Smart cities and a bold vision build a new Oman

14 Nov 23

Oman’s decision not to compete with its neighbours is paying dividends, writes international consultant Robert Ravelli.

Oman is not one of the countries of the Middle East that comes to mind for most people when thinking of economic growth and development.

It doesn’t have the high rises, bling and attractions that you find in Dubai. Instead, Oman attempts to straddle its own middle ground between the excesses of the United Arab Emirates and Qatar and the conservatism of Saudi Arabia. Oman combines the traditions of the Arab world but is both very modern yet restrained.

Visiting the capital Muscat and the cities along the coast towards Sohar, you find views reminiscent of Greece or southern Italy, with low-rise buildings set against a backdrop of the Al-Hajar mountain range. In fact, there is a height limit of around eight to 10 storeys, which gives Oman a decidedly low-key look where the geography takes centre stage.

Oman has seen consistent development since the 1970s, when the late Sultan Qaboos began his modernisation drive. The country developed in a typical Middle Eastern sprawl, with a car-dominated urban form and virtually no provision for pedestrians.

However, that mentality has begun to change and the country is embarking on a series of new ‘smart cities’ to showcase best practices in urban development. These will take the form of urban extensions or infill projects, which are more sustainable than building a new city in the desert.

The project, which is being overseen by the Ministry of Housing and Urban Planning, implements the national spatial strategy, part of Oman Vision 2040, as the country begins to transition away from a fossil-fuel-based economy. Tourism is an emerging big industry, as Oman has become a desirable winter holiday destination with resort hotels along the coast.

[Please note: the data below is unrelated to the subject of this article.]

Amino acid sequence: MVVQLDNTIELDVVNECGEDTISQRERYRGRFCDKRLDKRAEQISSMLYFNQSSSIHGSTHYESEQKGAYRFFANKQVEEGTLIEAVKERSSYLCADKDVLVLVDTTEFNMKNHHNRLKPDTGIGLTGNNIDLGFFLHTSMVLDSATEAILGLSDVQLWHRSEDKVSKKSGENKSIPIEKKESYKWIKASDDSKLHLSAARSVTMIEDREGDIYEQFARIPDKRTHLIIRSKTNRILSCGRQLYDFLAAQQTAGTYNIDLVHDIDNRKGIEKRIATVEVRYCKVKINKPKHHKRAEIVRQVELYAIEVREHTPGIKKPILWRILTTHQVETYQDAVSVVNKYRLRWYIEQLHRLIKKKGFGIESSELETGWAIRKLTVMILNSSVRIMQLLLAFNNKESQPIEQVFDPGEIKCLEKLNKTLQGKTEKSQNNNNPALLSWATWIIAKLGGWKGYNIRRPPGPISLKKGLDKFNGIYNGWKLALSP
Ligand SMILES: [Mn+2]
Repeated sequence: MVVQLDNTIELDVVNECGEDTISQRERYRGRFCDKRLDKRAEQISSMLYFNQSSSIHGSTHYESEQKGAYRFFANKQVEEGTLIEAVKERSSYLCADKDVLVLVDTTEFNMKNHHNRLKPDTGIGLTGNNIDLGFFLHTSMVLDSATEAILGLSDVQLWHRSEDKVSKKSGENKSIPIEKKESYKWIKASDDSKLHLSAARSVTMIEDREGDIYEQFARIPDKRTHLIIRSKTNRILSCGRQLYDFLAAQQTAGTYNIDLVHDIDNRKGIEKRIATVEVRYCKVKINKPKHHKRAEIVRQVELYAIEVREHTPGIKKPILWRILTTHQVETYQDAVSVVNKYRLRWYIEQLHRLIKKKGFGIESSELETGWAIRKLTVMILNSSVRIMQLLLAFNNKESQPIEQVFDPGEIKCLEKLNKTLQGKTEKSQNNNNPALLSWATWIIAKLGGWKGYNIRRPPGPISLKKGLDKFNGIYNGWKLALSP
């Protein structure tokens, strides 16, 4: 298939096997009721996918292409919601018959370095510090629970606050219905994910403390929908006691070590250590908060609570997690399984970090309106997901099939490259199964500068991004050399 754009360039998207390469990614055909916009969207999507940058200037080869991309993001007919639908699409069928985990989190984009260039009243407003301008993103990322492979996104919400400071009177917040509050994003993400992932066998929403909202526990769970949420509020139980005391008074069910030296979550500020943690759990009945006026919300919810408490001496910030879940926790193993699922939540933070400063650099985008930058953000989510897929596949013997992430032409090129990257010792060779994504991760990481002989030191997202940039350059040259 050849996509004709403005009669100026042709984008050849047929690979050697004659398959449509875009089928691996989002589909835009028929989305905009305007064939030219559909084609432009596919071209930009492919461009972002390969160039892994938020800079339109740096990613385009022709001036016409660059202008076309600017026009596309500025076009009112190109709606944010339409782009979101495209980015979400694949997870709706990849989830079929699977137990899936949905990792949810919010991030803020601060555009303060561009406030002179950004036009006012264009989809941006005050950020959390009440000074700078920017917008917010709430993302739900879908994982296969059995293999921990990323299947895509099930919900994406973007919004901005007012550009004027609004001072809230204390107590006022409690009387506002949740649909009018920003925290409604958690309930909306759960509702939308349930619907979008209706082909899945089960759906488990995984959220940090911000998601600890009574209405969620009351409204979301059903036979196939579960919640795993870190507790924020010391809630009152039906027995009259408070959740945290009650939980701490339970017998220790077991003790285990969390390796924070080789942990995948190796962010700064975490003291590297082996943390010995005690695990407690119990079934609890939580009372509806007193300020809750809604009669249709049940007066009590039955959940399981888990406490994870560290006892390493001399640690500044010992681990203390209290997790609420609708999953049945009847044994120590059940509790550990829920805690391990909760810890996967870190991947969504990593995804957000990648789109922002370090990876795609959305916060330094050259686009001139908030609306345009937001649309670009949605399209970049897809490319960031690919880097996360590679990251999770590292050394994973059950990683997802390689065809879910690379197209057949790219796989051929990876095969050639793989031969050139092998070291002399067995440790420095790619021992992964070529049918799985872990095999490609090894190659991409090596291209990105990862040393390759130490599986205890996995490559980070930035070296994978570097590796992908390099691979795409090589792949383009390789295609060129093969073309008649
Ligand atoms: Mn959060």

In March, the ministry approved the master plans of sustainable future cities in Salalah, Bawshar, Sohar, Nizwa, Haima and for the development of the city centre of Ibri. This follows approval of Sultan Haitham City in the Seeb district of Muscat, which will include 2.9 million square metres of green space in its 15 million square metres and accommodate 100,000 residents.

Sohar, in the far north of the country, is a good example of what these new towns will try to achieve. Only a two-hour drive from Dubai, Sohar is home to the port that offers prime access to not only Oman but also Dubai and the UAE, avoiding the perilous route through the Strait of Hormuz. A new $3bn dollar, 303km freight and passenger rail line will be built, connecting Sohar Port and Abu Dhabi and Dubai as a joint venture between Oman Rail and Etihad Rail (UAE).

This will make Sohar a prime development zone, and Sohar smart city will become the focal point for the region instead of the outdated 1960s town centre. The new town will be transit-oriented and feature a light-rail connection to the port, creating a less car-dependent city.

The challenge for these smart city developments lies in their implementation. The financing for the light rail infrastructure that will be essential for access in the Sohar project is not certain. Will developers be willing to pay and finance the extra costs for the innovative and sustainable buildings and streetscapes? Will market demand prove to be sufficiently strong? And will residents be willing to give up their so far very car-oriented lifestyles?

  • Robert Ravelli

    Robert Ravelli is an international consultant in integrated transport and urban mobility

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